“Now, everybody has run away from the camp because those bad boys promised to come back for more attacks. Some of them you are seeing now will run away in the evening and come back in the morning because of fear, nobody wants to die.
“We are begging government to provide us with security before they come and wipe out the entire camp. We are now doing vigilante but the weapons of those bad boys will overwhelm us if they come back,” Chukwuke said.
Mother of the deceased, Mrs. Maria Nwaeke, fought back tears while narrating what transpired, saying she had lunch with Austin at her apartment before the attack, and added that her son was never into crime.
“They just called me and when I came, I could not wake him up. He was my second son out of 10 children, and we ate together in my house before he came home the day before. I have suffered for him and now is the time for him to give to me, they came and took him away.
“They scaled the fence from the other side, shot him while he was sleeping out here, then opened the gate to get away, shouting that ‘they killed our cow’. Nothing concerned my son with the cow because where they killed it is very far from here,” she said.
On his part, 30-year-old elder brother of the deceased, Chukwudi Joshua Nwaeke, said Austin prepared the dinner that they had together at about 8pm before he (Joshua) left for his own apartment.
“When I heard the sound of gun that night, I came here and what was going on was something else. We took him to GRA police station, from there to FMC, where he was confirmed dead.
“Onyebuchi (Austin) was my blood brother; he was a generator mechanic and was never into crime. He hated intimidation and oppression irrespective of the social status of the oppressor,” Joshua said.
Also, Austin’s 70-year-old father, Romanus Nwaeke, said he was astonished by the attack, saying that he had lived in the camp for 30 years without any record of crime.
The septuagenarian blamed the police for not responding to their distress calls on time, noting that the security agents only came a day later when the dust had settled: “We reported to the police but they did not come immediately, they came after the media carried it, and it was too late because the herdsmen had escaped. The police just came and walked round, and up till now, we have not heard from them.”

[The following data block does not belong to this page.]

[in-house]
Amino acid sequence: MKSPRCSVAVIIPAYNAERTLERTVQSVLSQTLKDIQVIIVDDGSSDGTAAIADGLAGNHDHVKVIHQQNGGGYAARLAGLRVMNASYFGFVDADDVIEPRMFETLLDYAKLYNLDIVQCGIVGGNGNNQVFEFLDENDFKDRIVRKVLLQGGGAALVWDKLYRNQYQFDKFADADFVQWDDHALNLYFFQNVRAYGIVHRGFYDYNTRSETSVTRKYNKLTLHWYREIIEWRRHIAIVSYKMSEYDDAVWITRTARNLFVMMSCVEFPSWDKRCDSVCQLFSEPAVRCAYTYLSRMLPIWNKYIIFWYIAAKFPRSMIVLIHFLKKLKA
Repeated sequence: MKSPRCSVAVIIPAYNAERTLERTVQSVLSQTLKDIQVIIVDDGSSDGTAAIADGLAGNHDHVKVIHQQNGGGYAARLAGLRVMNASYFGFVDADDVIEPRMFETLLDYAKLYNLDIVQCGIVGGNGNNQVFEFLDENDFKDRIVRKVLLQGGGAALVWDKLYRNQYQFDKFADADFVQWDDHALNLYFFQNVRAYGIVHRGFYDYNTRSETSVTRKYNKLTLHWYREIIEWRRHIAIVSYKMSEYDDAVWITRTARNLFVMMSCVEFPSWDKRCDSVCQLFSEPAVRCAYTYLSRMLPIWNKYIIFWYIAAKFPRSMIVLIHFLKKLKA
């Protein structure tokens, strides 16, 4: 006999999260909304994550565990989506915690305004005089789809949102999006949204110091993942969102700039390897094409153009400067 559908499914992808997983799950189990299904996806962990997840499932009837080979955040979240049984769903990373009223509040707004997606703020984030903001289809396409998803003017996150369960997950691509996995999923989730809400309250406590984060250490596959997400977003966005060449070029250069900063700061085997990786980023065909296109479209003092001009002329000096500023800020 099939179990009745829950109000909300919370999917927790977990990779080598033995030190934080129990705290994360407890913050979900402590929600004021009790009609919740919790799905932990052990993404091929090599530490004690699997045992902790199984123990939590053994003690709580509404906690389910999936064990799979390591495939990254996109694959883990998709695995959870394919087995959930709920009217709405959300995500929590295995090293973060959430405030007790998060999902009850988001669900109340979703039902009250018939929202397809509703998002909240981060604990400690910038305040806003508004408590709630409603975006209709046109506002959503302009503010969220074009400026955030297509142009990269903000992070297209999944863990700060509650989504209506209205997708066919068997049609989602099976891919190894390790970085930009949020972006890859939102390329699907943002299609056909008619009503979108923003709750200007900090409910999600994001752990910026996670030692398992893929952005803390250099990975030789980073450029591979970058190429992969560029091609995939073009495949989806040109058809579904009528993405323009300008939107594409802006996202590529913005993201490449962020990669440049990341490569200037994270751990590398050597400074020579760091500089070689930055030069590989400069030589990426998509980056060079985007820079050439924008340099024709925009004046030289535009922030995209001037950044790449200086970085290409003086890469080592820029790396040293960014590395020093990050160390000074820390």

Residents of the area called for security presence, saying, since the incident, herdsmen still come around with their cattle to graze during the day unhindered, and expressed fears of further attacks at nights.
One of the residents who had since abandoned her house, Mrs. Juliet, said the guns sounded as if the hoodlums were in her fenced compound, adding that some bullets pierced her window and fell on the lobby.
“I am extremely scared to go back to my house because they promised to come back. They even shot at my neighbour’s car that night. We were so scared that we had to switched off our phones at the place we were hiding inside the house,” she said.
On what should be done to avoid further attacks, Juliet urged government to create access roads “so that when we call for help, it will be convenient for security operatives to come and rescue us.”
“Also, there should be electricity to illuminate the area. If you are using power generating set and when it goes off at night, there is 100 percent chance that everyone is sleeping so they can come and operate.
“For now, nobody is here unless government provides security to assure the people of their safety. We are scared of being killed while being locked down as a result of COVID-19 concerns,” she said.
Public relations officer of Delta State Police Command, DSP Onome Onovwakpoyeya, who confirmed the incident, said investigation has already begun to unravel the cause of the killing and bring the culprits to book.
Credit: The Sun